CAPE CANAVERAL, Fla.—It was a picture-perfect launch, just before sunrise on a sandy coastline. The rocket, bright as a candle flame, climbed steadily, leaving a spindly trail of smoke that split the sky in half, with the sharp darkness of night on one side and the first pastel hues of daylight on the other. It carried a capsule, bound for the International Space Station, to the edge of space and let go.
The trouble started after that. The capsule, built for NASA by Boeing, was supposed to ignite its own engines to boost itself higher into orbit, where it would chase after the space station. But the engines didn’t start when they should have. Engineers watched, unable to help from below, as the spacecraft became disoriented.
Before the launch, NASA was optimistic. SpaceX had carried out a similar mission earlier in the year, and that effort was a success from start to finish. But Boeing’s attempt to reach the ISS has failed.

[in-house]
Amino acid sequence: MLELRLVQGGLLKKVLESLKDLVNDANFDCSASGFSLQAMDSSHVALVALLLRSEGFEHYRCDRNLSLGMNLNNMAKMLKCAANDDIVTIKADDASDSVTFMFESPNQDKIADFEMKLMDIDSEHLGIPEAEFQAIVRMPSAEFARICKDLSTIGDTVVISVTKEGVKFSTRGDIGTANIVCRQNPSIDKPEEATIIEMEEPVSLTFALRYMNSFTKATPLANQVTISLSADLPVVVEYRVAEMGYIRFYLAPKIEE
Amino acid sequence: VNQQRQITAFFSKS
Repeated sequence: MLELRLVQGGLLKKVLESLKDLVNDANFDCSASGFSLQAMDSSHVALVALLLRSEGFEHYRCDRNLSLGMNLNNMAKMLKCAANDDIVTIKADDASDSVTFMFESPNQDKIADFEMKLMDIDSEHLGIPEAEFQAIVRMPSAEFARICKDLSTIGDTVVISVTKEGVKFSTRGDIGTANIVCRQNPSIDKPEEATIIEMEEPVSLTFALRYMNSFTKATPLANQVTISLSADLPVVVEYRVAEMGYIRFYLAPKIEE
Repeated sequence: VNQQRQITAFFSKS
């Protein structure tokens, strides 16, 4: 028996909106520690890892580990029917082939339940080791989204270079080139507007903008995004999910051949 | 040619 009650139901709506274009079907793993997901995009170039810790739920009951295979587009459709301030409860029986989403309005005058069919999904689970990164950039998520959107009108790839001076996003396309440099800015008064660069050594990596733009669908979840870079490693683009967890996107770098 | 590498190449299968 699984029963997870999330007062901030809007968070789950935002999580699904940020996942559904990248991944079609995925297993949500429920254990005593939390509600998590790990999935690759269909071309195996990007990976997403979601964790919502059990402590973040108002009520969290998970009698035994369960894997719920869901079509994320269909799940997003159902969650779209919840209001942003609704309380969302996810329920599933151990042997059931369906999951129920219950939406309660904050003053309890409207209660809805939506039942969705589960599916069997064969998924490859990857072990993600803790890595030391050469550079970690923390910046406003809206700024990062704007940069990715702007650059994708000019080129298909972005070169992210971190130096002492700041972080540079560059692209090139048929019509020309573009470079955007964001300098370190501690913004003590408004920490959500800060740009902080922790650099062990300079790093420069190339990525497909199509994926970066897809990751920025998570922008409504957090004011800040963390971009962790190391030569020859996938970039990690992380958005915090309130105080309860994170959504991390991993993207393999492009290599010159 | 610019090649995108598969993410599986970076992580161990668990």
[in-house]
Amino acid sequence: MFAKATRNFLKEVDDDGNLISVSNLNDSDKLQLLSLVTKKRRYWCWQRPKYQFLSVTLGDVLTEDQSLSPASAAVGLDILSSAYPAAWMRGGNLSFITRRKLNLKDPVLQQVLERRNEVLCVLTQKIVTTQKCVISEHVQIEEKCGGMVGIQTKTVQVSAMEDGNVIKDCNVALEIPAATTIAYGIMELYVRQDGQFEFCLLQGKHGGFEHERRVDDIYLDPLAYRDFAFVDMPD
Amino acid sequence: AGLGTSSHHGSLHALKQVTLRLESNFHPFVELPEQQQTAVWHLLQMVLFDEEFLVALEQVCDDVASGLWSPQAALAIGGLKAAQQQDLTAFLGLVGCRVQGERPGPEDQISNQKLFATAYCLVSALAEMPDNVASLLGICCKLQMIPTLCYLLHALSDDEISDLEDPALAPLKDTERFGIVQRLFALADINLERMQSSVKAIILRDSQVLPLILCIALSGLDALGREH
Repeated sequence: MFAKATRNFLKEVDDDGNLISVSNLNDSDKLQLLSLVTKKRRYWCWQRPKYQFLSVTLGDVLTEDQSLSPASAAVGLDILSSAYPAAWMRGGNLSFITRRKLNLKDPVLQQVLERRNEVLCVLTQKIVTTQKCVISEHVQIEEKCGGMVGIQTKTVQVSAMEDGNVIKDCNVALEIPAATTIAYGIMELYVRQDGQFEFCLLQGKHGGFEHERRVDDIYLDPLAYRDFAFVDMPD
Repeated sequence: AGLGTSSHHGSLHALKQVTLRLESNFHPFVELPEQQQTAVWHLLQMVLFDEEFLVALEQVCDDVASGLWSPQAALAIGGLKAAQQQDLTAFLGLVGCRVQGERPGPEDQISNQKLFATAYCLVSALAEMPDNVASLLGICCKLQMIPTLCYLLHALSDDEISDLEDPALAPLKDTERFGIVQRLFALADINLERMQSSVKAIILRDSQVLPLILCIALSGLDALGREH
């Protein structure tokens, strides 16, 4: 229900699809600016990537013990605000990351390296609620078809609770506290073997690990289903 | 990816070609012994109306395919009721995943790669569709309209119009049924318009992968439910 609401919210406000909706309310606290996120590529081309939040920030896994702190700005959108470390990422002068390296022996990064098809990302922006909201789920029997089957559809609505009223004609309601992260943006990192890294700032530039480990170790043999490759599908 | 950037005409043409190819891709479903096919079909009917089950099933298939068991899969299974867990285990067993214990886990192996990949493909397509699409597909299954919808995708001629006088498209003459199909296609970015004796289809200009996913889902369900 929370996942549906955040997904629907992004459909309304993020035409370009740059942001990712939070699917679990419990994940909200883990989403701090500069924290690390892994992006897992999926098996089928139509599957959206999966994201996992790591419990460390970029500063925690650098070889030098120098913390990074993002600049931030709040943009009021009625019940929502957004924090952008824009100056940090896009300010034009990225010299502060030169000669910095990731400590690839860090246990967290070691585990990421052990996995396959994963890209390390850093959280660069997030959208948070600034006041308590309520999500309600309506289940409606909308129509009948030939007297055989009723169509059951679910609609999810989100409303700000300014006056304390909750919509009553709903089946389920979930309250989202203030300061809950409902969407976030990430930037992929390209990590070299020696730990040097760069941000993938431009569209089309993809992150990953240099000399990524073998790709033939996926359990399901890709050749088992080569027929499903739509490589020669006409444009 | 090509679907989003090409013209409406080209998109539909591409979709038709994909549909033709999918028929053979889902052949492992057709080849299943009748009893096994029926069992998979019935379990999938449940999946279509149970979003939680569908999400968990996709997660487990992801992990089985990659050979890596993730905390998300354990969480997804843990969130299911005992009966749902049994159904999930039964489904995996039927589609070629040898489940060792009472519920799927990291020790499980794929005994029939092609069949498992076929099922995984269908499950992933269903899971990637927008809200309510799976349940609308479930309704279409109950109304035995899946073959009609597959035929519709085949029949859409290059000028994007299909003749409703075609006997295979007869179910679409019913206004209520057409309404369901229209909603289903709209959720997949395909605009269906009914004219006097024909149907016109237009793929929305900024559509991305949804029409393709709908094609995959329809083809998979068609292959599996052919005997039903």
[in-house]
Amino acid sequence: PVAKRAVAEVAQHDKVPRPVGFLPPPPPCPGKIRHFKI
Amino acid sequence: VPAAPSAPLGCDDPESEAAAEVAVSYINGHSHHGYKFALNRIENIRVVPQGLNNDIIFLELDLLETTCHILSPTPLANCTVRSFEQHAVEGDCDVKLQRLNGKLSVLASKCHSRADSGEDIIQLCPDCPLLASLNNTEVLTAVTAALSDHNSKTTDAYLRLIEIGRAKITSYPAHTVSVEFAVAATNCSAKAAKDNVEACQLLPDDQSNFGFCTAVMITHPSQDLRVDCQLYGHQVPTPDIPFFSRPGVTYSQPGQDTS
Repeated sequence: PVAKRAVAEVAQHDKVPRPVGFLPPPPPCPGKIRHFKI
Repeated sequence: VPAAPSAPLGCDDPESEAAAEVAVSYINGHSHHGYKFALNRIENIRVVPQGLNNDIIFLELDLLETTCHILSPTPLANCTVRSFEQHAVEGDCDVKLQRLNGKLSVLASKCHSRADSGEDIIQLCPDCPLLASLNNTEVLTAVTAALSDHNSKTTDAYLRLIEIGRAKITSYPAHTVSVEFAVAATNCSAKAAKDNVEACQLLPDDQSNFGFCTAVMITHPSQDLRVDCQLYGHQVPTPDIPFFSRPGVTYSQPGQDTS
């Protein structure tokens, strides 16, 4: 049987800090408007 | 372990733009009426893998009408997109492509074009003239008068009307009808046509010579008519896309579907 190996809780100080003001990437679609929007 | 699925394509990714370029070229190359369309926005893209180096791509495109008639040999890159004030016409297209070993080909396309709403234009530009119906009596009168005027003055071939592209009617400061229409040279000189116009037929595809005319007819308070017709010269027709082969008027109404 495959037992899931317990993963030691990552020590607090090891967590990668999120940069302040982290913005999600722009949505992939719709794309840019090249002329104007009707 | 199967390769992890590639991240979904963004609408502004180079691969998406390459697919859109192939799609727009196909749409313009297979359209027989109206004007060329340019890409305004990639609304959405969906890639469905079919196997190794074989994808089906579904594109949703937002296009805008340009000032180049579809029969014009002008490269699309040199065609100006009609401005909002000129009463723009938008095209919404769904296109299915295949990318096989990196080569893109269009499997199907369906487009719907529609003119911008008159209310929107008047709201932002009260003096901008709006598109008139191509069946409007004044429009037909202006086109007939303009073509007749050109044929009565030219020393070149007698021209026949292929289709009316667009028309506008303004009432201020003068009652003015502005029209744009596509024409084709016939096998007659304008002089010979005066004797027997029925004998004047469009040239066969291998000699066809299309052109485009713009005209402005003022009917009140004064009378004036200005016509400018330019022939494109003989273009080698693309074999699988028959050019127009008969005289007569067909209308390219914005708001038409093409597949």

There were no people on board the spaceship, just a mannequin and thousands of pounds of supplies for the crew on the ISS. But this capsule was specifically designed to carry people, and this mission was supposed to test how the craft handled the rigors of spaceflight. If the mission had been successful, the next flight would have carried three astronauts. The astronauts for that inaugural flight already have their assignments and have spent months in training, and they watched this morning’s launch from control centers here. As the rocket took off, “we kind of imagined ourselves as if we were on board,” Michael Fincke, a future Starliner crew member, told reporters at a press conference after the launch.